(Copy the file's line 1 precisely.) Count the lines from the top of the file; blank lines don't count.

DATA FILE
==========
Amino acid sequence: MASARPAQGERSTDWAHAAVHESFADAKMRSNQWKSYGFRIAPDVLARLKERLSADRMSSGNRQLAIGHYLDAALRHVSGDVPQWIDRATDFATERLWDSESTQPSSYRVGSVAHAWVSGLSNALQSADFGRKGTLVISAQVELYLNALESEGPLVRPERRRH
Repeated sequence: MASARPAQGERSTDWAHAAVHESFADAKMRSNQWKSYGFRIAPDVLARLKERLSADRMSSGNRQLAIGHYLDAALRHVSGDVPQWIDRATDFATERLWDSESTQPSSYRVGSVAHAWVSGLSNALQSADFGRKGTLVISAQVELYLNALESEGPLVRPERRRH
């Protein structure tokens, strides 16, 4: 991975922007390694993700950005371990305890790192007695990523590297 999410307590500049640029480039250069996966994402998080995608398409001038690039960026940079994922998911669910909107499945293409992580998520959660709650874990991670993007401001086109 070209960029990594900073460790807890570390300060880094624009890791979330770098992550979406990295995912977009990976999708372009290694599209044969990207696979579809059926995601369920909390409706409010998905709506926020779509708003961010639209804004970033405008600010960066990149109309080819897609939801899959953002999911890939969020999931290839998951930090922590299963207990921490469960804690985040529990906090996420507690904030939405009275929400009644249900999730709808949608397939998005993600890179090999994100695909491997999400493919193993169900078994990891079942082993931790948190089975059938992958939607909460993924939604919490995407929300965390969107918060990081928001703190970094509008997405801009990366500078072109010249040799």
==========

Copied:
Amino acid sequence: MASARPAQGERSTDWAHAAVHESFADAKMRSNQWKSYGFRIAPDVLARLKERLSADRMSSGNRQLAIGHYLDAALRHVSGDVPQWIDRATDFATERLWDSESTQPSSYRVGSVAHAWVSGLSNALQSADFGRKGTLVISAQVELYLNALESEGPLVRPERRRH